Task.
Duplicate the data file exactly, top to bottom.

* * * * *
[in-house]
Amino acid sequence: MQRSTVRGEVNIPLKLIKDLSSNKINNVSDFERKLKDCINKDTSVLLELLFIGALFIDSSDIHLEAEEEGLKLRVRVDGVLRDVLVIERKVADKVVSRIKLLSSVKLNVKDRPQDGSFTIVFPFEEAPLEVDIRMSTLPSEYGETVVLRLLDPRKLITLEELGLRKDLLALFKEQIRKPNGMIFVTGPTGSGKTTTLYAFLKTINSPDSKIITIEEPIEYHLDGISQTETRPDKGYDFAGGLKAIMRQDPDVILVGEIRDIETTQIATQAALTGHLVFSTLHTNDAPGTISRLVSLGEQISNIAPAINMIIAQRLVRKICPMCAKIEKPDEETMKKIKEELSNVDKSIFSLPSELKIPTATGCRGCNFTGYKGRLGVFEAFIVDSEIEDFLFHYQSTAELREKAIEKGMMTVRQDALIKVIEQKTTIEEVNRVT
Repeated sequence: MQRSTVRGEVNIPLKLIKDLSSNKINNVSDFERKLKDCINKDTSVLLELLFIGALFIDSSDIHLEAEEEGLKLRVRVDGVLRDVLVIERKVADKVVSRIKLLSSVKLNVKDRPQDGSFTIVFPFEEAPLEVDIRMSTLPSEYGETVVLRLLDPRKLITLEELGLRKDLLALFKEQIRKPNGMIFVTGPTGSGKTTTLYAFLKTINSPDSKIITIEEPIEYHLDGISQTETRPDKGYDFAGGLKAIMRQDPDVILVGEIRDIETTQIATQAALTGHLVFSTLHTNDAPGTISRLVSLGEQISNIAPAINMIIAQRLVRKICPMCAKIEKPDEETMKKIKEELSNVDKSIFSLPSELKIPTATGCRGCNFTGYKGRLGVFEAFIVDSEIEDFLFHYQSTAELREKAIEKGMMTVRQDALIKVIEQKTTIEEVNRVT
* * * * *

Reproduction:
[in-house]
Amino acid sequence: MQRSTVRGEVNIPLKLIKDLSSNKINNVSDFERKLKDCINKDTSVLLELLFIGALFIDSSDIHLEAEEEGLKLRVRVDGVLRDVLVIERKVADKVVSRIKLLSSVKLNVKDRPQDGSFTIVFPFEEAPLEVDIRMSTLPSEYGETVVLRLLDPRKLITLEELGLRKDLLALFKEQIRKPNGMIFVTGPTGSGKTTTLYAFLKTINSPDSKIITIEEPIEYHLDGISQTETRPDKGYDFAGGLKAIMRQDPDVILVGEIRDIETTQIATQAALTGHLVFSTLHTNDAPGTISRLVSLGEQISNIAPAINMIIAQRLVRKICPMCAKIEKPDEETMKKIKEELSNVDKSIFSLPSELKIPTATGCRGCNFTGYKGRLGVFEAFIVDSEIEDFLFHYQSTAELREKAIEKGMMTVRQDALIKVIEQKTTIEEVNRVT
Repeated sequence: MQRSTVRGEVNIPLKLIKDLSSNKINNVSDFERKLKDCINKDTSVLLELLFIGALFIDSSDIHLEAEEEGLKLRVRVDGVLRDVLVIERKVADKVVSRIKLLSSVKLNVKDRPQDGSFTIVFPFEEAPLEVDIRMSTLPSEYGETVVLRLLDPRKLITLEELGLRKDLLALFKEQIRKPNGMIFVTGPTGSGKTTTLYAFLKTINSPDSKIITIEEPIEYHLDGISQTETRPDKGYDFAGGLKAIMRQDPDVILVGEIRDIETTQIATQAALTGHLVFSTLHTNDAPGTISRLVSLGEQISNIAPAINMIIAQRLVRKICPMCAKIEKPDEETMKKIKEELSNVDKSIFSLPSELKIPTATGCRGCNFTGYKGRLGVFEAFIVDSEIEDFLFHYQSTAELREKAIEKGMMTVRQDALIKVIEQKTTIEEVNRVT